Sunday was a different day, it started out a somber grey, but it looked dry enough so we started to install the last of the trail marker posts on the Paugussett Trail.  It was misting when I started, but not too bad.

But then it rained once I got out at the Wiacek Open Space on Constitution Boulevard North.  Since everything was wet we kept on going.  The trail marker posts go along the edge of the meadow and the blazes are high enough to be seen when the hay is high.

The Winterberrys are in rare form this year.  This one is at the junction to the Soundview Garden Cut-Off Path.  They like full sun and wet feet.  They really stand out in this portion of the Paugussett Trail now that the leaves are down.

The Asiatic Bittersweet was also doing well along the powerlines.  A non-native invasive species that's not good to have but it's tough to control and spreads along corridors like the powerlines.

South of Wellington Court the trail was re-routed off the powerlines into the woods.  If you look closely, you can see the holes drilled by a sapsucker into this small tree right above the blaze to turn right.

A post was added to replace a small stone cairn on the powerlines South of Wellington Court.  Chuck Sack from CFPA had walked the route and the additional marker should clear up any confusion on which way to go when traveling north.  Somebody topped a bunch of pines under the powerlines and left all the tops right along the trail - probably the power company - hopefully it keeps down some of the briars.

The rain had turned to a dense fog by the time I finished at Wellington Court.  Another post was added to show the turn going South - see it's clear as a bell.

One reason that we try to make the blazes clear is to help hikers and residents find their way during bad weather.  Today was a good test.

Helpful Trail Tip:  Remember to put a flashlight in your pocket when going out on late afternoon walks this time of the year, particularly if the weather is iffy.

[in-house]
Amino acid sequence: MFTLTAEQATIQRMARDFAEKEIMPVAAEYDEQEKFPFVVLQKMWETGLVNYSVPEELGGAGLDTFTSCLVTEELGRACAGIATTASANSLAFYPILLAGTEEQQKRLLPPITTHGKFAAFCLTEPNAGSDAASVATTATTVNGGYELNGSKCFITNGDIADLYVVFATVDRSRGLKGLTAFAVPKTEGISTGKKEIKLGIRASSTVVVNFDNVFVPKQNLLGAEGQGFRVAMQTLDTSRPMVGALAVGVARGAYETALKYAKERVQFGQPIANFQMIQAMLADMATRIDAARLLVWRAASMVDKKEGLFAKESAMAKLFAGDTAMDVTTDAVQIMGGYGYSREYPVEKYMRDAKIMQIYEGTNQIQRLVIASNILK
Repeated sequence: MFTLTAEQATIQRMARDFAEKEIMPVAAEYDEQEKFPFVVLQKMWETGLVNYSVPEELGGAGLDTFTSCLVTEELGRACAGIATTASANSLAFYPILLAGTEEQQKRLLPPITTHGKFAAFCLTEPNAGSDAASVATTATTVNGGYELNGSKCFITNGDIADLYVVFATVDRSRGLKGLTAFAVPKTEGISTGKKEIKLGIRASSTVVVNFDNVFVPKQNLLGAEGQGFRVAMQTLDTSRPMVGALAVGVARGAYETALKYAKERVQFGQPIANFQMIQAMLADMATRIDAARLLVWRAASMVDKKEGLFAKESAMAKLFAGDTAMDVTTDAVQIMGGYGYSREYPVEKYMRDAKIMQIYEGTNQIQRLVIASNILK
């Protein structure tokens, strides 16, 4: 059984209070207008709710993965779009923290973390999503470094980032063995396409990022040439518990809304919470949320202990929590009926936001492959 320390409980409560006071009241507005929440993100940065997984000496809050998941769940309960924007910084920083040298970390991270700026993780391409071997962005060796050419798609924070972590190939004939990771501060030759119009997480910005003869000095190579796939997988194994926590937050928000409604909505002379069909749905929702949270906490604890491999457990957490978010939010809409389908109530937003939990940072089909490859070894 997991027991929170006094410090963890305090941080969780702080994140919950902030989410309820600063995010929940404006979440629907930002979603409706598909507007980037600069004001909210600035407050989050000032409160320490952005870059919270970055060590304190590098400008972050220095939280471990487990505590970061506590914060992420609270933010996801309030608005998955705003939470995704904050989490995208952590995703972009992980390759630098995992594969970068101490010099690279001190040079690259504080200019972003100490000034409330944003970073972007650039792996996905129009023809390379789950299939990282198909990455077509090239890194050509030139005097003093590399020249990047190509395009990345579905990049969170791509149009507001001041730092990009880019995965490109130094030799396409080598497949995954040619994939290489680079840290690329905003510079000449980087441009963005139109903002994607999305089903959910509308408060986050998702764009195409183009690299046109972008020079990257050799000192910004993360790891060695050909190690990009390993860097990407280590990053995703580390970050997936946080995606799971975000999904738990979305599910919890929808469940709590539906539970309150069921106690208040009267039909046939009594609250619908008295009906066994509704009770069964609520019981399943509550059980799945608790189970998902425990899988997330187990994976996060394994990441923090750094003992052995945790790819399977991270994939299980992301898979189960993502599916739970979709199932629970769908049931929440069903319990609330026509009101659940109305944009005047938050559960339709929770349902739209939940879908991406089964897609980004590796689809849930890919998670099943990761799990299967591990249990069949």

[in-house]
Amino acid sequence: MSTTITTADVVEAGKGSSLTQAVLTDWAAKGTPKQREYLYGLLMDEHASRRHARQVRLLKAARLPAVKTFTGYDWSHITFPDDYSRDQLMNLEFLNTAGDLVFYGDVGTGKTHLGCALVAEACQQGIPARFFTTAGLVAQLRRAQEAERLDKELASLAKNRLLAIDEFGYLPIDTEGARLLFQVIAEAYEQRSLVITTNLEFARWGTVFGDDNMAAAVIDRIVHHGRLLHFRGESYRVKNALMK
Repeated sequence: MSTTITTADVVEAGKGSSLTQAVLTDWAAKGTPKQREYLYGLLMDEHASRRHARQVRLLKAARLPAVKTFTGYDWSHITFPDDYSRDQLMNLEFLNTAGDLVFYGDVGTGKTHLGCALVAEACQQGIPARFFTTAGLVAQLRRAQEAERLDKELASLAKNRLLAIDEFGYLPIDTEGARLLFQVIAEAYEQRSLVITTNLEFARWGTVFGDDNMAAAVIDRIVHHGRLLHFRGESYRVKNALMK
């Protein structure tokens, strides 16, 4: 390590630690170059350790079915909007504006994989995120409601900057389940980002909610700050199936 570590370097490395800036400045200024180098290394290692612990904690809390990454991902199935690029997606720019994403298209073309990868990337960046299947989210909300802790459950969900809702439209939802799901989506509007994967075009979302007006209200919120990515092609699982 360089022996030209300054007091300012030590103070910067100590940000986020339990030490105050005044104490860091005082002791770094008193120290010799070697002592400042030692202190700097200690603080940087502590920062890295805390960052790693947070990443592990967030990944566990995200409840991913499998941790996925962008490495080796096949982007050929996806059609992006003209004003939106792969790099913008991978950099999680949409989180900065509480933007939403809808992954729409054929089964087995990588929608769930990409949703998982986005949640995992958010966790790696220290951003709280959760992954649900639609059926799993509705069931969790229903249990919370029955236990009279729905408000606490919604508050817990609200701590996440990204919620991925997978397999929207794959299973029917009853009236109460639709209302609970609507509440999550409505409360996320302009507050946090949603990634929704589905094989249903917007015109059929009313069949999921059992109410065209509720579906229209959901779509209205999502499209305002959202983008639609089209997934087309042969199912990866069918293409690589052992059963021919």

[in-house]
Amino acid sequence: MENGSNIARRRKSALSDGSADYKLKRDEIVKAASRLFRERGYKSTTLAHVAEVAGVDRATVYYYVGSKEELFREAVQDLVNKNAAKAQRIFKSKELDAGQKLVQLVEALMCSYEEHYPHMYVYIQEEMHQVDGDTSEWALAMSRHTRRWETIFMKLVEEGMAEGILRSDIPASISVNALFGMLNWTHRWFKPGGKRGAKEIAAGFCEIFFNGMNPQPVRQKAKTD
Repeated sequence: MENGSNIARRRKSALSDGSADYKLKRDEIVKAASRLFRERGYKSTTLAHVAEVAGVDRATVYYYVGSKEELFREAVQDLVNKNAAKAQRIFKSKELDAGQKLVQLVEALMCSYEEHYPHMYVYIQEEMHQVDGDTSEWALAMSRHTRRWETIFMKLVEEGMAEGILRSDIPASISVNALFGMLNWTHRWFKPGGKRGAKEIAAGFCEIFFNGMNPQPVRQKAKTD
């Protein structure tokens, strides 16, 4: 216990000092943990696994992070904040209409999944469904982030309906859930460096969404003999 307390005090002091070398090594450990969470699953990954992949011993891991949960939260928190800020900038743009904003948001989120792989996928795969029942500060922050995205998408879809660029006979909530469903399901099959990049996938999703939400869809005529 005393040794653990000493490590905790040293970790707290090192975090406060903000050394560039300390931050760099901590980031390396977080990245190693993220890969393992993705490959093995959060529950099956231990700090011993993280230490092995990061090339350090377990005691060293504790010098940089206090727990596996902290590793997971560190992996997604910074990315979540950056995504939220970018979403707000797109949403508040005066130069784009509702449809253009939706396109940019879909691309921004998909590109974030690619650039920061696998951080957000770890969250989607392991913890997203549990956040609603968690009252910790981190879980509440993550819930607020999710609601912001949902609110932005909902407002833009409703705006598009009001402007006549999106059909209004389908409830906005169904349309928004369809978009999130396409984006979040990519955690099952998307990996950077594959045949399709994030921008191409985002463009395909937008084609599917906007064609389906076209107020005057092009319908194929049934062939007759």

Wednesday, November 13, 2013

Sign Boards on the New England Trail

While hiking around the state, I'm always looking at how other organizations set up and maintain their trail. Here are some recently placed sign boards for the New England National Scenic Trail in Middletown. The sign boards are set well in off the road near the first trail junction you come to. There's a laminated trail map and a QR code below it you can scan if you have a smart phone to get a map on your phone. We do have a few laminated maps like this on the trails in the Nells Rock area where people tend to get lost, but they are just stapled onto trees. Having a sign board like this to attach the maps to would look pretty sharp. 

Sunday, November 10, 2013

All Fall Down!

Leaves, Autumn, crisp, cool air! There's no getting around leaf raking and blowing. Some of our trails need work, too! This Saturday we had a nice group of volunteers helping to clean up our Boehm Pond Trial, one of our lesser known, but delightful, neighborhood paths right on Far Mill Street.

Click on photos to enlarge
This trail, actually multiple trails, passes through serene woods, one leg terminating at Boehm Pond.
Armed with leaf-blowers and rakes, young volunteers breezed through the several trail legs at Boehm (no pun intended).
These guys were born to do this!
The trail is now visible and free of obstructions.
Meanwhile, work progresses on creating a walkway over a perpetually soggy area that was difficult to bypass.
Stakes were created on the spot.
You're supposed to hit the stake!

Thanks to volunteers Josh and Jerry, Ryon, Alex, Wesley, Samantha, Jared, and another volunteer that did not leave his name. The Trails Committee was loosely represented by Bill, Terry, Lynn, Jim, and Richard.